Ceratodus District (Ext)
Fish = Ceratodus is an ancient Freshwater fish. Fossil records of this class of fish date back 380 million years. Fossils dating back 100 million years indicate that the fish has remained virtually unchanged making it a living fossil and one of the oldest living vertebrate genera on the planet. Its closest relatives are knonw as the Australian Lung Fish, Burnett Salmon, Barramundi, and Queensland Lung Fish (Neoceratodus forsteri) which is native only to the Mary and Burnett River system. It has been successfully introduced to other river systems across the state.
The badge was designed by Lloyd Piper, and first issued in 1970 .
Ceratodus district is named after the town of Ceratodus which is on the Burnett river, 8.8 km from Eidsvold. Lloyd Piper designed the badge which was to feature a lung fish or ‘Ceratodus’ . The district has a history of being closed twice. The first time in 22nd November 1977, and the second time in 2006 [2, 3]. The district, was originally supposed to be called “Lower Burnett district” and was part of Central Queensland Zone in 1972 [1, 4]. The district was formed sometime around 1970.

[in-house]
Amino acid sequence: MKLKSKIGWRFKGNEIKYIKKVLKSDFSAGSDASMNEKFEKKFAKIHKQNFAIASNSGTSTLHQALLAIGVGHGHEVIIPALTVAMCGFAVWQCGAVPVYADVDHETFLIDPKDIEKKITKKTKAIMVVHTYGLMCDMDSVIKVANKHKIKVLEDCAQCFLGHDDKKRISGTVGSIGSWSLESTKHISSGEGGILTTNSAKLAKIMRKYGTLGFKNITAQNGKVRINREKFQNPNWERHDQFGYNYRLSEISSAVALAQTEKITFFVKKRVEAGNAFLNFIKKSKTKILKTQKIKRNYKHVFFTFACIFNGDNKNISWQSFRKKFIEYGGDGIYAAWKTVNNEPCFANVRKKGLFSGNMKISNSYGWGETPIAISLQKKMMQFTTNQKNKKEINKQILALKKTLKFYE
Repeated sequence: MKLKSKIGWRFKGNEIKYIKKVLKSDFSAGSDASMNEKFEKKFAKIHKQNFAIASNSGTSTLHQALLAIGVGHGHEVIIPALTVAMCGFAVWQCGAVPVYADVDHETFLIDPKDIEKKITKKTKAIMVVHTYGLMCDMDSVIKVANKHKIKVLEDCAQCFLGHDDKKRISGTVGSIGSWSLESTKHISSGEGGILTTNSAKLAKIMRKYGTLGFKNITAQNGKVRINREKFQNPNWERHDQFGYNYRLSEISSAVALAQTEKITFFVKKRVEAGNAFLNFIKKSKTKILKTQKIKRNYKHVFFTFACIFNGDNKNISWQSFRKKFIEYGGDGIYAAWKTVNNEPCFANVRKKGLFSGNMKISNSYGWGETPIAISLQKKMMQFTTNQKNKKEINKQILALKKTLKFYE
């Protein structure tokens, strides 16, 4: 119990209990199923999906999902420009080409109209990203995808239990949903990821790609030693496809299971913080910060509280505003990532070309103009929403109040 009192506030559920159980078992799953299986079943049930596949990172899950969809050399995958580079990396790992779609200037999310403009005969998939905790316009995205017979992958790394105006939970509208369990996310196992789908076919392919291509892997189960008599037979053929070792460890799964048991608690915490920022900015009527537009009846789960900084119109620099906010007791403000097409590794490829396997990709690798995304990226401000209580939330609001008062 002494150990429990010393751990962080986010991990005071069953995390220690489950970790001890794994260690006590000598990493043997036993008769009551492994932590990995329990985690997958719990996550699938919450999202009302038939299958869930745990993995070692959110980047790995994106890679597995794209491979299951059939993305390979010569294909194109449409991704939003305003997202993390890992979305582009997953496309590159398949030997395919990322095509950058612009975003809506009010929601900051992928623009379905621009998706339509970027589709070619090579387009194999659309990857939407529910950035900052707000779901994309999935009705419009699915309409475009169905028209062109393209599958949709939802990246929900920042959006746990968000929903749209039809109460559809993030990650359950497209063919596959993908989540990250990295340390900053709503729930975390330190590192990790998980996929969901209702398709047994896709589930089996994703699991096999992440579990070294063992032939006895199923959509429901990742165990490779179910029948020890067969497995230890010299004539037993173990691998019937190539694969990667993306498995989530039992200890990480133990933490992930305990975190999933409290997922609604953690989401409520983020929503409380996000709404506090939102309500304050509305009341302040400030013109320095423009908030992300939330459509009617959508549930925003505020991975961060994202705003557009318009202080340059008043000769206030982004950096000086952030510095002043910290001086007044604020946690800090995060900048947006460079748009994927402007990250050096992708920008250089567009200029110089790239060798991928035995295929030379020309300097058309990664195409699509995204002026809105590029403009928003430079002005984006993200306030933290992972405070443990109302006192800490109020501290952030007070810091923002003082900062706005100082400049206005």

Ceratodus District Groups (1971): Biggenden Scout Group, Gayndah Scout Group, Mundubbera Scout Group, Mt. Perry Scout Group. 
Ceratodus District Groups (2006): Biggenden Scout Group, Mundubberra Scout Group, Monto Scout Group 
- Haskard, D. (1983). The complete book of Australian Scout badges: Part 2, Queensland and Papua New Guinea. Chatswood, NSW: Badgophilist Publications. p. 9.
- Williams, N. (official letter 3 Feb 1978). Letter to F. N. Sedgwick, “Closure of Ceratodus district”. Chief Executive Officer, The Scout Association of Australia, Queensland Branch.
- Scouts Australia, Queensland Branch (2006). Annual Report, Resources. p. 23.
- Scouting in Queensland (1972). “Capricorn Coast Zone Conference Report”. Vol 11 (6), July, p. 4.
- The Boy Scouts Association, Queensland Branch (1971). Area, group and district directory 1971. Abel & Co.